A massive exoplanet with a wildly eccentric orbit more like that of a comet, is giving NASA scientists new insights into a class of planet known as “hot Jupiters”.
These are gas giants like Jupiter but orbiting much closer to their stars than their namesake does to the Sun.
A surprisingly large number of the 2,000 confirmed planets outside our solar system belong to this class – so much so that Jupiter itself appears to be the odd man out.
“We thought our solar system was normal, but that's not so much the case,” said astronomer Greg Laughlin of the University of California, Santa Cruz, co-author of a new study from NASA's Spitzer Space Telescope that investigates hot Jupiter formations.
But scientists still know very little about the phenomenon, least of all how the huge planets form and why they orbit their stars so closely.
That may change thanks to the study, using the Spitzer telescope, of a hot Jupiter known as HD 80606b, situated 190 light-years from Earth.
Its wild orbit takes it close to its star and then far away over a 111-day period and scientists believe it is in the process of migrating from a more distant orbit to a much tighter one.
One side of HD 80606b is believed to heats up to more than 1,100 °C at its closest approach.
“As the planet gets closer to the star, it feels a burst of starlight, or radiation. The atmosphere becomes a cauldron of chemical reactions, and the winds ramp up far beyond hurricane force,” says Laughlin, a co-author on the Spitzer study, which is accepted for publication in The Astrophysical Journal Letters.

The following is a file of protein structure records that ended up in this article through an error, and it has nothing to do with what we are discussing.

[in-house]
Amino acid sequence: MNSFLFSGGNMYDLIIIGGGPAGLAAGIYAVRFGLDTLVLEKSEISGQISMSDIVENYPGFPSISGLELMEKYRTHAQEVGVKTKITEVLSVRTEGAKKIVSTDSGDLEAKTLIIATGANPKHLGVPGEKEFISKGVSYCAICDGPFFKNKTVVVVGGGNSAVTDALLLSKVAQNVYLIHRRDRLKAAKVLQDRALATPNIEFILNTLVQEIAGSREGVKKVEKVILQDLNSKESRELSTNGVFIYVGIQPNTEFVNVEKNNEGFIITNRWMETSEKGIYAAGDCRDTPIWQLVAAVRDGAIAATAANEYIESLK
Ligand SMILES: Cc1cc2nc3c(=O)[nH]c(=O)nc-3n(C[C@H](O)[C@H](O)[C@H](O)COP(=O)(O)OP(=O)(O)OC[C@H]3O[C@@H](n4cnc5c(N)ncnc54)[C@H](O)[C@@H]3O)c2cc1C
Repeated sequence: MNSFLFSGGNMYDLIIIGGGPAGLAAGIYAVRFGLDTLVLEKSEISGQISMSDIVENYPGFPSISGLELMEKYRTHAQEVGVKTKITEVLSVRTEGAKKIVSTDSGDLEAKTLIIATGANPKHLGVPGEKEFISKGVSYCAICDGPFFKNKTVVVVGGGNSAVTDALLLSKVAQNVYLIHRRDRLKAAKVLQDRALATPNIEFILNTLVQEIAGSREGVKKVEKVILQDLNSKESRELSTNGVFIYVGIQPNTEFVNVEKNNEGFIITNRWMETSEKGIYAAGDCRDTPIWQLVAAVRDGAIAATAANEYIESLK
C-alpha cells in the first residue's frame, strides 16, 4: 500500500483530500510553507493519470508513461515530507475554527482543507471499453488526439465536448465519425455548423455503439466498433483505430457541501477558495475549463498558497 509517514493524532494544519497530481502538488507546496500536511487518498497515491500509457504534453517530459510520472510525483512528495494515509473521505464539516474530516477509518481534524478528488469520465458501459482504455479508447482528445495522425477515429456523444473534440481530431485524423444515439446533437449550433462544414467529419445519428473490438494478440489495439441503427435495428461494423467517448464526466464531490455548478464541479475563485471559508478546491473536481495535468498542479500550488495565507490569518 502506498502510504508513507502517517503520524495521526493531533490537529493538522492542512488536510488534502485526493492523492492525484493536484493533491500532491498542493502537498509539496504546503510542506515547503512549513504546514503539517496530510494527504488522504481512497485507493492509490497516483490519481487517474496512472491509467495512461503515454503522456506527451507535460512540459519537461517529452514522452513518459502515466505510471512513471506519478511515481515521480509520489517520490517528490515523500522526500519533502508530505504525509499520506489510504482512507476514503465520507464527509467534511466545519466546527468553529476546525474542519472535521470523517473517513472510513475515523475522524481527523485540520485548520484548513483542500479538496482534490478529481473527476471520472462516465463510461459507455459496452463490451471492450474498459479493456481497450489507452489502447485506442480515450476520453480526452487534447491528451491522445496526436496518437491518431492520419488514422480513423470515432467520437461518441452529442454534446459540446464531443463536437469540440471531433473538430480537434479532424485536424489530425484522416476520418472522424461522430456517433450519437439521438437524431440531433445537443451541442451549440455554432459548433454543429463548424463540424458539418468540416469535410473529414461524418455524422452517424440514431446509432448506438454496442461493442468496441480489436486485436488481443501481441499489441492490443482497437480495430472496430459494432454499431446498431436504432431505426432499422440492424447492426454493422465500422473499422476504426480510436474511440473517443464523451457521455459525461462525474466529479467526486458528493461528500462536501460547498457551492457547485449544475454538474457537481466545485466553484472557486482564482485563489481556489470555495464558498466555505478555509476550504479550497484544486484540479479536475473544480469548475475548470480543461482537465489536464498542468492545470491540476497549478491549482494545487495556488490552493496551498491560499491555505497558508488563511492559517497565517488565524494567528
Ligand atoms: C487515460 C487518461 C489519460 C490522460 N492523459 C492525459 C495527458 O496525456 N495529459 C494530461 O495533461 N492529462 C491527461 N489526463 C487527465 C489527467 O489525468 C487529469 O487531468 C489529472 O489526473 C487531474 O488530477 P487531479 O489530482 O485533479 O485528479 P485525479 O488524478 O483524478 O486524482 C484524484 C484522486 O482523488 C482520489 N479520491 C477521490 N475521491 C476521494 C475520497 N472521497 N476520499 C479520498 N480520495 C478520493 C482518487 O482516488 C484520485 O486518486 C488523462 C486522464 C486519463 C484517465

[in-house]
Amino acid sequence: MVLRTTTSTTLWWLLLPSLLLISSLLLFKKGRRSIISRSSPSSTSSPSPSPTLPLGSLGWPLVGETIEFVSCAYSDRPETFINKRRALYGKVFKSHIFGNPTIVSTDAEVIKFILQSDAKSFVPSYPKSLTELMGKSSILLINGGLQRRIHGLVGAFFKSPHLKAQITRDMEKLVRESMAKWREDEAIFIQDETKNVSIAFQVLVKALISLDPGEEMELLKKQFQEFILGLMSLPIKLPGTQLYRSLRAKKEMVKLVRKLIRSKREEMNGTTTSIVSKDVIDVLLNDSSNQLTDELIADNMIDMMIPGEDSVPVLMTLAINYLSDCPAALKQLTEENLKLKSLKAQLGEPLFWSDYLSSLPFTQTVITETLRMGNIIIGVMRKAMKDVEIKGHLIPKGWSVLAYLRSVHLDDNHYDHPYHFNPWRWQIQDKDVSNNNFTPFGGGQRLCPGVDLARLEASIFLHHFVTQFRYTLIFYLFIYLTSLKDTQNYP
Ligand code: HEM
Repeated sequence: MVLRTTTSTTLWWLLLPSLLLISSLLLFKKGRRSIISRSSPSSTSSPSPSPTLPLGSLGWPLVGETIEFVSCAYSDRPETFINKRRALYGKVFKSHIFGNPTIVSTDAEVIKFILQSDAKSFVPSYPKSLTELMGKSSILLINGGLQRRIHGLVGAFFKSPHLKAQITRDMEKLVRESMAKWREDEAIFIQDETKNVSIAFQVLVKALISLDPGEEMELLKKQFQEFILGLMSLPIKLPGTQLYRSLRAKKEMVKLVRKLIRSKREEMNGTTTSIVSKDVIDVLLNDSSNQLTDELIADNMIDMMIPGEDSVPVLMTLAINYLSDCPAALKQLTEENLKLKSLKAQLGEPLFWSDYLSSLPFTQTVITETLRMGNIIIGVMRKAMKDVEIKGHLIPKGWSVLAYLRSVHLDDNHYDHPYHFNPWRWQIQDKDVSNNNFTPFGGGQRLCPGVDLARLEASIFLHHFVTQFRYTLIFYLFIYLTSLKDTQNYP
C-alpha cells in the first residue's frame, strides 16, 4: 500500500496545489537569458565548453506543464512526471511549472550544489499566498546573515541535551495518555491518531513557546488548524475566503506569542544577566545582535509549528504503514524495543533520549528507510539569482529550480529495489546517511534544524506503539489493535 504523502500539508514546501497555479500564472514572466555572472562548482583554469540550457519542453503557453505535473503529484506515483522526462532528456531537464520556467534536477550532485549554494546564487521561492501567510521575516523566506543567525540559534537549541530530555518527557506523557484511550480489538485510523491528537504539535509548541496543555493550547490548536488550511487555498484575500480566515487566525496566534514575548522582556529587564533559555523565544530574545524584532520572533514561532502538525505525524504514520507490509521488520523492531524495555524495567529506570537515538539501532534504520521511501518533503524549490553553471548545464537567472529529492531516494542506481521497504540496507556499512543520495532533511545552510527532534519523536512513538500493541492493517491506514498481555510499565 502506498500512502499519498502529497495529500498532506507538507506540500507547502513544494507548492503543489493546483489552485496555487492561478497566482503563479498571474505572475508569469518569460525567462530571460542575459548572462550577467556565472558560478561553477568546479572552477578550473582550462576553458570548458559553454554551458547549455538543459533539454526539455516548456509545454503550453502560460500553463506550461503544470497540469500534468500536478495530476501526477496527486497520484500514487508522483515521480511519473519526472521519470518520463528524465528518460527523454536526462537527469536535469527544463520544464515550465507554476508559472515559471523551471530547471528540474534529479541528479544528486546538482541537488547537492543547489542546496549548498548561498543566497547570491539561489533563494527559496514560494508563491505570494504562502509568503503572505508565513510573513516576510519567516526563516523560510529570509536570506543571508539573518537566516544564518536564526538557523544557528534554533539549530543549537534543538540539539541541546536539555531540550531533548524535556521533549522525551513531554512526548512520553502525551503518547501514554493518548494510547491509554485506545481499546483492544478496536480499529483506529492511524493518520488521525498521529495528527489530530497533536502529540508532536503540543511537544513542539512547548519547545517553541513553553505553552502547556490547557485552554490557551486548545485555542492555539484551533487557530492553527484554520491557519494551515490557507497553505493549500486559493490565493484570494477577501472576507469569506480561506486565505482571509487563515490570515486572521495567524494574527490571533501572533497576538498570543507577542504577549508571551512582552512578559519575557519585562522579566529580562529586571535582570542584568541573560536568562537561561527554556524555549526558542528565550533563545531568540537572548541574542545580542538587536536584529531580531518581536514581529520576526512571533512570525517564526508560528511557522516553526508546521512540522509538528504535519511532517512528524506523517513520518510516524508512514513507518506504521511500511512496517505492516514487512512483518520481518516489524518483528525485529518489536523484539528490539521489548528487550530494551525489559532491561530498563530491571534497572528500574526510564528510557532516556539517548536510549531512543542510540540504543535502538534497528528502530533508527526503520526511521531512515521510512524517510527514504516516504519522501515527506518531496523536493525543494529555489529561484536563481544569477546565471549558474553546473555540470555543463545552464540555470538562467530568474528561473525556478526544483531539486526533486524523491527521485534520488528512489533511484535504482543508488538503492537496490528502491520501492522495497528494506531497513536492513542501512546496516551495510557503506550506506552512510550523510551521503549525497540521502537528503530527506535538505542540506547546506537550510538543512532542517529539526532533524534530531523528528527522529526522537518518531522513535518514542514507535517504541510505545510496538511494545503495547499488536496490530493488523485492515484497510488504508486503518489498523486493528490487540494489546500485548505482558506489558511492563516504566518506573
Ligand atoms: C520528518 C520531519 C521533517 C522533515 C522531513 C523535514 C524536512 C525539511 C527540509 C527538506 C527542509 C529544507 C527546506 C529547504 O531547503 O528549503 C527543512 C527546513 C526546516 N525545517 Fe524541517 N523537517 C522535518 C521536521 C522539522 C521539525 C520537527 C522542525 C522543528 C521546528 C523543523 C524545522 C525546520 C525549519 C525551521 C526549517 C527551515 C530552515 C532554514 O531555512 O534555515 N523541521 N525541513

“Hot Jupiters” are thought to form when gas giants in distant orbits are driven into closer ones by the gravitational influences of nearby stars or planets.
Over hundreds of millions of years they are thought to gradually settle down from wild, eccentric orbits into tight, circular ones.
“This planet is thought to be caught in the act of migrating inward,” said Julien de Wit of the Massachusetts Institute of Technology, Cambridge, lead author of the new study.
“By studying it, we are able to test theories of hot Jupiter formation.”
The study considers how long HD 80606b is taking to migrate into a circular orbit.
Scientists are looking at how “squishy” the planet is when it closely approaches its star, and the gravity squeezes it. The more pliable, it is, the better it dissipates this gravitational energy as heat and the faster it will transition to a circular orbit, a process known as circularisation.
“If you take a Nerf ball and squeeze it a bunch of times really fast, you'll see that it heats up,” says Laughlin. “That's because the Nerf ball is good at transferring that mechanical energy into heat. It's squishy as a result.”
The Spitzer results show that HD 80606b is not is not squishy, suggesting it is not circularising its orbit as fast as expected, and may take another 10 billion years or more to complete.
“We are starting to learn how long it may take for hot Jupiter migration to occur,” said de Wit. “Our theories said it shouldn't take that long because we don't see migrating hot Jupiters very often.”
The new study also discovers that the rotation rate of HD 80606b at 90 hours is much slower than predicted.
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